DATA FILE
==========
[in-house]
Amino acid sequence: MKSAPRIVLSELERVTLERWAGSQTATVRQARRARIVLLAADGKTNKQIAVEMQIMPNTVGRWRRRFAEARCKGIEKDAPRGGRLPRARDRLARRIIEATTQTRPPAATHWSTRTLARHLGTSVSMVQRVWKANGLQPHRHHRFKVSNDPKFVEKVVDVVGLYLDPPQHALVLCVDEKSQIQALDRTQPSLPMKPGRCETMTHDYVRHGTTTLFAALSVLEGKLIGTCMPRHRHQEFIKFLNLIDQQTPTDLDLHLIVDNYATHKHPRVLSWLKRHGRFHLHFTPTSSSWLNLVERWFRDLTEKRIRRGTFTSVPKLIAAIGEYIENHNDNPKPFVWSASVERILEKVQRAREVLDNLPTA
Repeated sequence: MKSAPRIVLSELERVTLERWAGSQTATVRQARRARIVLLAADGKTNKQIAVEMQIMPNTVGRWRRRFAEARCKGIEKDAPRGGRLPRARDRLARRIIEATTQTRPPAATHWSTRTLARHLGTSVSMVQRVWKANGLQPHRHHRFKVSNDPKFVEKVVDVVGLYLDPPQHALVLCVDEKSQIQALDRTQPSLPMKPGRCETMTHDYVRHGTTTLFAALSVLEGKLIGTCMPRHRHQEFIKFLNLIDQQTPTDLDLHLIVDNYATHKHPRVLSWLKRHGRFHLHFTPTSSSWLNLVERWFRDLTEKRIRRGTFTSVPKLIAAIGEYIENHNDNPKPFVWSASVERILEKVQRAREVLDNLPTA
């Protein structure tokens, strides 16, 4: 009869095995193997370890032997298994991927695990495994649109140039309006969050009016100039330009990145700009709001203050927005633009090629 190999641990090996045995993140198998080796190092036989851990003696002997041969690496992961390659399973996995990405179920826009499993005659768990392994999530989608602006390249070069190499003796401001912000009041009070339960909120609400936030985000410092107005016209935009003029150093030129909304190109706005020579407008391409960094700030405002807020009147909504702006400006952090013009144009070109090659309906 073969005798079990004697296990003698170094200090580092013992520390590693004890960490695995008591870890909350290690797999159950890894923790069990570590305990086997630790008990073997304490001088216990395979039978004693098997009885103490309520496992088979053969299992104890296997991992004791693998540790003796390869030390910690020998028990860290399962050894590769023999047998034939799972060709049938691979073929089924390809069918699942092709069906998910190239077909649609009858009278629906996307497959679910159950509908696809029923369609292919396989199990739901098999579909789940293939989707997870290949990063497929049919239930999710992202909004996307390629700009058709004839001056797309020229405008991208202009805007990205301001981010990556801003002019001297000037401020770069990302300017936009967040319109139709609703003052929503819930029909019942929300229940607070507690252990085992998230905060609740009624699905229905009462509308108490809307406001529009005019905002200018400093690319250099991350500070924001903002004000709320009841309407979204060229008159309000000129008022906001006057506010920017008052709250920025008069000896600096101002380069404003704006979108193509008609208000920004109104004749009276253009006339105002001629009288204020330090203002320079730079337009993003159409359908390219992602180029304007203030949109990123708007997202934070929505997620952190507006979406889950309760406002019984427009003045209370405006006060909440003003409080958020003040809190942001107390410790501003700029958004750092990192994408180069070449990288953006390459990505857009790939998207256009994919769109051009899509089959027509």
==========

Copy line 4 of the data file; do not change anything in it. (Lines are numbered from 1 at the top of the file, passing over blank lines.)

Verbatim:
């Protein structure tokens, strides 16, 4: 009869095995193997370890032997298994991927695990495994649109140039309006969050009016100039330009990145700009709001203050927005633009090629 190999641990090996045995993140198998080796190092036989851990003696002997041969690496992961390659399973996995990405179920826009499993005659768990392994999530989608602006390249070069190499003796401001912000009041009070339960909120609400936030985000410092107005016209935009003029150093030129909304190109706005020579407008391409960094700030405002807020009147909504702006400006952090013009144009070109090659309906 073969005798079990004697296990003698170094200090580092013992520390590693004890960490695995008591870890909350290690797999159950890894923790069990570590305990086997630790008990073997304490001088216990395979039978004693098997009885103490309520496992088979053969299992104890296997991992004791693998540790003796390869030390910690020998028990860290399962050894590769023999047998034939799972060709049938691979073929089924390809069918699942092709069906998910190239077909649609009858009278629906996307497959679910159950509908696809029923369609292919396989199990739901098999579909789940293939989707997870290949990063497929049919239930999710992202909004996307390629700009058709004839001056797309020229405008991208202009805007990205301001981010990556801003002019001297000037401020770069990302300017936009967040319109139709609703003052929503819930029909019942929300229940607070507690252990085992998230905060609740009624699905229905009462509308108490809307406001529009005019905002200018400093690319250099991350500070924001903002004000709320009841309407979204060229008159309000000129008022906001006057506010920017008052709250920025008069000896600096101002380069404003704006979108193509008609208000920004109104004749009276253009006339105002001629009288204020330090203002320079730079337009993003159409359908390219992602180029304007203030949109990123708007997202934070929505997620952190507006979406889950309760406002019984427009003045209370405006006060909440003003409080958020003040809190942001107390410790501003700029958004750092990192994408180069070449990288953006390459990505857009790939998207256009994919769109051009899509089959027509």